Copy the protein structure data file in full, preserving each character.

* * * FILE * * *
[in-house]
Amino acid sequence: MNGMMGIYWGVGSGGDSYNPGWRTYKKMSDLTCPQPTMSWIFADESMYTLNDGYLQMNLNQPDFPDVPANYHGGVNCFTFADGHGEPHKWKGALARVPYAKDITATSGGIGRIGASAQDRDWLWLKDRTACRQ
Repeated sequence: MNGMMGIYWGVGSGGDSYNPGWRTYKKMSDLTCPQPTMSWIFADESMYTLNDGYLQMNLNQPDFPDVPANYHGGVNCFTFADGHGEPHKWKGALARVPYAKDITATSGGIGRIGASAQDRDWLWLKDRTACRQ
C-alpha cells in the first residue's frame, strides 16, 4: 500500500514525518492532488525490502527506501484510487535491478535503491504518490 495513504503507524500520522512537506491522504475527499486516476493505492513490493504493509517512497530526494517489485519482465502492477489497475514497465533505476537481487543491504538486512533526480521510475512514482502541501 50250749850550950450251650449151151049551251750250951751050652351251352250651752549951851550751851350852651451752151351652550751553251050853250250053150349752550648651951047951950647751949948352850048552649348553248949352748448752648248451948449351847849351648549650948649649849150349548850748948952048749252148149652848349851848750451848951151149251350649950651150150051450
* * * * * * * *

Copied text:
[in-house]
Amino acid sequence: MNGMMGIYWGVGSGGDSYNPGWRTYKKMSDLTCPQPTMSWIFADESMYTLNDGYLQMNLNQPDFPDVPANYHGGVNCFTFADGHGEPHKWKGALARVPYAKDITATSGGIGRIGASAQDRDWLWLKDRTACRQ
Repeated sequence: MNGMMGIYWGVGSGGDSYNPGWRTYKKMSDLTCPQPTMSWIFADESMYTLNDGYLQMNLNQPDFPDVPANYHGGVNCFTFADGHGEPHKWKGALARVPYAKDITATSGGIGRIGASAQDRDWLWLKDRTACRQ
C-alpha cells in the first residue's frame, strides 16, 4: 500500500514525518492532488525490502527506501484510487535491478535503491504518490 495513504503507524500520522512537506491522504475527499486516476493505492513490493504493509517512497530526494517489485519482465502492477489497475514497465533505476537481487543491504538486512533526480521510475512514482502541501 50250749850550950450251650449151151049551251750250951751050652351251352250651752549951851550751851350852651451752151351652550751553251050853250250053150349752550648651951047951950647751949948352850048552649348553248949352748448752648248451948449351847849351648549650948649649849150349548850748948952048749252148149652848349851848750451848951151149251350649950651150150051450